WASHINGTON, D.C. | February 27, 2014 -
So often teachers are unfairly blamed for the problems in our nation’s school. I had excellent teachers throughout my education and know many exceptional teachers. In fact, my own experience highlights the difference a good teacher and educational opportunity can make in the life of a student. While we will take an honest look at teacher preparation programs today, I want to commend the hardworking individuals on the frontlines of education every day.
I believe I speak for most, if not all, of my colleagues here today when I say there is an urgent need to address the sad state of teacher preparation programs in this country. According to the National Council of Teacher Quality’s 2013 Teacher Prep Review, teacher preparation programs at American colleges and universities “have become an industry of mediocrity, churning out first-year teachers with classroom management skills and content knowledge inadequate to thrive in classrooms with ever-increasing ethnic and socioeconomic student diversity.”
The scathing report details myriad problems within teacher preparation systems, including overly-lenient admissions policies, outdated coursework, and a severe lack of hands-on classroom experience. In a piece for the Wall Street Journal,
education consultant Harold Kwalwasser and Napa County Superintendent Dr. Barbara Nemko echoed the National Council of Teacher Quality’s findings, stating, “Too often, these future educators learn to ‘teach’ math, but they don't necessarily learn how to do the math itself.”
Without strong teacher preparation programs, we cannot make real progress in our efforts to improve K-12 schools, raise graduation rates, and help more children get on the path to a successful future. It is time to shine a bright light on the problems with teacher preparation as we examine ways school districts, postsecondary institutions, organizations, and states are working together to challenge the status quo.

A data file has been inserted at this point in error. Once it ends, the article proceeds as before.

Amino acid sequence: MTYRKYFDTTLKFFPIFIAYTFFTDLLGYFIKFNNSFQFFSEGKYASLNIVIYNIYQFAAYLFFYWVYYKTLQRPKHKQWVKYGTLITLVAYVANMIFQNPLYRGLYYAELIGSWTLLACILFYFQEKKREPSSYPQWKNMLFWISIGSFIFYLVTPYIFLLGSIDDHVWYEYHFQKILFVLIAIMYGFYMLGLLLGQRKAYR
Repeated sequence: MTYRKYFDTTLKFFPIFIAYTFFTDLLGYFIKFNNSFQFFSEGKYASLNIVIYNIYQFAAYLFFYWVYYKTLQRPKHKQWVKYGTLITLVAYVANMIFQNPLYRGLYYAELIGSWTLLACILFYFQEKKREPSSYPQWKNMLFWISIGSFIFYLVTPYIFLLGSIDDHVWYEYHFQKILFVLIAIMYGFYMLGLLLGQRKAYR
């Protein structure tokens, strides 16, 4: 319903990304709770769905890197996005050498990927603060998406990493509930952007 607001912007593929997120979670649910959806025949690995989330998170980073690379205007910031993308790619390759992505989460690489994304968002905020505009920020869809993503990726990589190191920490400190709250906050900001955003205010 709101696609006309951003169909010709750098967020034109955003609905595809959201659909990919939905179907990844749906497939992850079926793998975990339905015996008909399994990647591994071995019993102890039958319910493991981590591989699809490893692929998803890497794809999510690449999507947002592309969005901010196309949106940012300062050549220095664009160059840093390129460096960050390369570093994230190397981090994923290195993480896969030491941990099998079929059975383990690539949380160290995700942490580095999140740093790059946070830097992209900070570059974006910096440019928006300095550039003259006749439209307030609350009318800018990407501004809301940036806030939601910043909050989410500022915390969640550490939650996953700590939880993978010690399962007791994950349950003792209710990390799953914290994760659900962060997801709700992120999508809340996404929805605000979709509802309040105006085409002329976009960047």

Chairman Rokita has already discussed ways states and school districts are working to bring more effective teachers into the classroom, and reviewed our efforts in the Student Success Act
to support state and local efforts to recruit, hire, and retain better educators.
On the postsecondary level, four institutions have earned national recognition for their efforts to strengthen the teaching profession. Rigorous coursework, high academic standards, and extensive hands-on experience at The Ohio State University, Lipscomb University, Furman University, and Vanderbilt University have earned these institutions’ teacher preparation programs high marks from the National Council on Teacher Quality. We are fortunate to have Dr. Marcy Singler-Garbella from Vanderbilt’s Peabody College with us today to describe the institution’s efforts to ensure students graduate ready to move to the front of the classroom.
As the committee continues to prepare for the reauthorization of the Higher Education Act,
reducing regulatory burdens on higher education institutions remains a top priority. Like most postsecondary programs, teacher colleges are overwhelmed with reporting requirements, few of which have any real bearing on the quality of teachers produced by the programs.
While we agree on the need to strengthen data collection under the law, we must make sure the right
kind of data is collected to provide helpful information. I look forward to continuing conversations with my colleagues on ways to help states and schools report useful, timely information for policymakers, states, districts, institutions, prospective teachers, and the public. We also must ensure federally mandated reporting requirements do not create additional burdens or hinder the good work already underway.
We must also continue monitoring actions by the Obama administration that would increase federal overreach and limit innovation in postsecondary education, especially with regard to the teaching profession. I remain concerned about the direction of the administration’s spring 2012 negotiated rulemaking session, which did not result in consensus among participants. Though the regulations have yet to be released, I am wary of any new federal dictates on teacher preparation programs, program quality, and teacher effectiveness. These responsibilities are best left to states and institutions, not federal bureaucrats.
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